# Sampling Method

The sampling options used in a Probabilistic analysis in **RocTopple** are determined by the **Sampling Method** and **Number of Samples** settings in the **General** tab of the **Project Settings** dialog. To enable the options:

- Select
**Project Settings**on the toolbar or on the**Analysis**menu. - Set
**Analysis Type = Probabilistic**.

The available options are:

- Sampling Method
- Number of Samples

## Sampling Method

The **Sampling Method** determines how the statistical input distributions for the random variables you have defined for a Probabilistic analysis will be sampled. Two methods are available in **RocTopple**:

- Monte Carlo
- Latin Hypercube (the default)

**NOTE:** For both methods, a constant seed value is used to generate sequences of random numbers to generate the sample values. This is referred to as pseudo-random sampling, which allows you to obtain reproducible results for a Probabilistic analysis.

### MONTE CARLO METHOD

The **Monte Carlo** method uses random numbers to sample from the input data probability distributions. Monte Carlo techniques are commonly applied to a wide variety of problems involving random behavior in geotechnical engineering.

### LATIN HYPERCUBE METHOD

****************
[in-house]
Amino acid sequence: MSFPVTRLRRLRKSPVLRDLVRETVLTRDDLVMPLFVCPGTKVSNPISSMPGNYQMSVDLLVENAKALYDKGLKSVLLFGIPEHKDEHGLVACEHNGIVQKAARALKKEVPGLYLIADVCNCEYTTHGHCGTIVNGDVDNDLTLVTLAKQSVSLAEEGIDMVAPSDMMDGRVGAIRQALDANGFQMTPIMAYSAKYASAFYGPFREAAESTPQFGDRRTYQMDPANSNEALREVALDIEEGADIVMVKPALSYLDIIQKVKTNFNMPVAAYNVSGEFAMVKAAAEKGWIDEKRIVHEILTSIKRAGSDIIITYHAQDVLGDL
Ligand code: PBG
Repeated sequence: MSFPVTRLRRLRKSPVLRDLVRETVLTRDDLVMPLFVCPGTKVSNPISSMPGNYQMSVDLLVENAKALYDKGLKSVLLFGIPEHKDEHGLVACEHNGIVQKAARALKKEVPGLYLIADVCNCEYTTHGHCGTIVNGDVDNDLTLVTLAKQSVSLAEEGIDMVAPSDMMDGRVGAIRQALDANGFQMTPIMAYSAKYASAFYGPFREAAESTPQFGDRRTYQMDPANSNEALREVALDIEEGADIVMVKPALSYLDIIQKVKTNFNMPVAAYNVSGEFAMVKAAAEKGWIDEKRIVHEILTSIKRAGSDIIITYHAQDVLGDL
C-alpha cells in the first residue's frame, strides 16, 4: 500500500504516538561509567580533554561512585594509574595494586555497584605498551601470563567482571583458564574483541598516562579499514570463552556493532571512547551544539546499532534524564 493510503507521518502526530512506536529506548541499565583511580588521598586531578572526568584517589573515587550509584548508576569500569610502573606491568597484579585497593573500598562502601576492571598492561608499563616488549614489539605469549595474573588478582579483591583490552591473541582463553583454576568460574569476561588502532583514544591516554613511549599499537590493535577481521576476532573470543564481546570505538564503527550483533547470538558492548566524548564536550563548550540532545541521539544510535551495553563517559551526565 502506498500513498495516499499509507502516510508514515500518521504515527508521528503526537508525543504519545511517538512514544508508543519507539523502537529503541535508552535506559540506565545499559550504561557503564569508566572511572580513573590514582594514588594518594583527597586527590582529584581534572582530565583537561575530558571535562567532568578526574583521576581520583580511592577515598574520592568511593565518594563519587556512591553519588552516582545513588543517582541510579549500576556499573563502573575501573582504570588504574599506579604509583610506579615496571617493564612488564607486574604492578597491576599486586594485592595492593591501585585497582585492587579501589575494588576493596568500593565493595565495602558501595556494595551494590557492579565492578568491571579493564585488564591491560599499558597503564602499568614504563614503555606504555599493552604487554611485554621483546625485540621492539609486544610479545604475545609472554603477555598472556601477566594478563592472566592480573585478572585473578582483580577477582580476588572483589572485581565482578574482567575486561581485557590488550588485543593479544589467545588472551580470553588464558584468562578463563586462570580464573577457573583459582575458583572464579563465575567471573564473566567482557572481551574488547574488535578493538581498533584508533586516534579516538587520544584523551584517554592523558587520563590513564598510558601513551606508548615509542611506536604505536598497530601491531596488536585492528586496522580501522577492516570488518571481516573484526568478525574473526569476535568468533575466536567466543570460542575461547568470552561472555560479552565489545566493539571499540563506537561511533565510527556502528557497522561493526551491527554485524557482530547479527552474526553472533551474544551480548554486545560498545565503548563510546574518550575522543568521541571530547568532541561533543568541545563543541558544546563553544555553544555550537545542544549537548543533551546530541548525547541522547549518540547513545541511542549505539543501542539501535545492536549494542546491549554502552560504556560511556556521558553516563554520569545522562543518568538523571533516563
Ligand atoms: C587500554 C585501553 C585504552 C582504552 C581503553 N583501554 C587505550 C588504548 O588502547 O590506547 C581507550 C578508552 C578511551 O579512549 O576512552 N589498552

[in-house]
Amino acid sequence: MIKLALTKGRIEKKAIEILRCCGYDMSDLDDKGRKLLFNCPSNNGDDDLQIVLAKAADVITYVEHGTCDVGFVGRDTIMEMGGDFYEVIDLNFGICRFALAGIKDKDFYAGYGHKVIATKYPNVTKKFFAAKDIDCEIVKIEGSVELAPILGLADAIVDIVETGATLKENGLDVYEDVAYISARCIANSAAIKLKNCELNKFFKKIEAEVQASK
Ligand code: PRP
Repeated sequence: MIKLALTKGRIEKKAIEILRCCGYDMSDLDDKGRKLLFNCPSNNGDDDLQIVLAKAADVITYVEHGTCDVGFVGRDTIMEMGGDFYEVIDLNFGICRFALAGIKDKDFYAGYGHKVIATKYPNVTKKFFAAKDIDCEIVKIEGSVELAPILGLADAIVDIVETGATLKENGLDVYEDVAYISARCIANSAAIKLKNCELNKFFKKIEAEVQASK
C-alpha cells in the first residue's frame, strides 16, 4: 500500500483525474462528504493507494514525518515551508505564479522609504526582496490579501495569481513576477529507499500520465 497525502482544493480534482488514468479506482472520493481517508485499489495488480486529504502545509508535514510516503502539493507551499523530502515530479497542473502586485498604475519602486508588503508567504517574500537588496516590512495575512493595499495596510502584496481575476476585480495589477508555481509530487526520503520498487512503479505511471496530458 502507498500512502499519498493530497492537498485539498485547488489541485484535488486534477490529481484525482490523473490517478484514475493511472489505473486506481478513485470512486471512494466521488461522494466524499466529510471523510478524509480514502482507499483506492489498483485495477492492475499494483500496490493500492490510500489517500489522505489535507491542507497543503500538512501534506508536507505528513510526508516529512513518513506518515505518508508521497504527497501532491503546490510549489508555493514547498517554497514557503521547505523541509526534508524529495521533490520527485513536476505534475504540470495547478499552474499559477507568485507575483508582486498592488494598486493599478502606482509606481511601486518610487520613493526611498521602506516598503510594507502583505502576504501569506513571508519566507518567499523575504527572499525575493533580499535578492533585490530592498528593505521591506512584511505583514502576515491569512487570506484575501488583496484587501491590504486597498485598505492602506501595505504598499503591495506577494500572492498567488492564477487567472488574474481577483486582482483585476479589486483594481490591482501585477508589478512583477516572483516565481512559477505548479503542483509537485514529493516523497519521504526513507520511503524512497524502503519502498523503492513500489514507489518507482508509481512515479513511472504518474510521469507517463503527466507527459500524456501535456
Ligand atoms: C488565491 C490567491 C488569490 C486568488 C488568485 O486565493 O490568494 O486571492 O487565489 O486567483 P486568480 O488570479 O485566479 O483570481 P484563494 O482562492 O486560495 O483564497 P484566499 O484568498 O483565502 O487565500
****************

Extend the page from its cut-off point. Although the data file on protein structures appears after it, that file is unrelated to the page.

The **Latin Hypercube** method is the default selection and gives comparable results to the Monte Carlo technique, but with fewer samples [Iman et.al. (1980), Startzman et.al. (1985)]. The method is based upon stratified sampling with random selection within each stratum. This results in a smoother sampling of the probability distributions. Typically, an analysis using 1000 samples obtained by the Latin Hypercube technique produces comparable results to an analysis of 5000 samples using the Monte Carlo method [Hoek et.al. (1995)].

## Number of Samples

The **Number of Samples** that are generated for each random variable in a Probabilistic analysis. For example, if **Number of Samples = 1000**, 1000 values of each input data random variable (e.g., Base Friction Angle) are generated according to the **Sampling Method** and statistical distribution for each random variable. The analysis is run 1000 times and a Factor of Safety is calculated for each set of input data samples. This results in a distribution of Factors of Safety from which the Probability of Failure is calculated.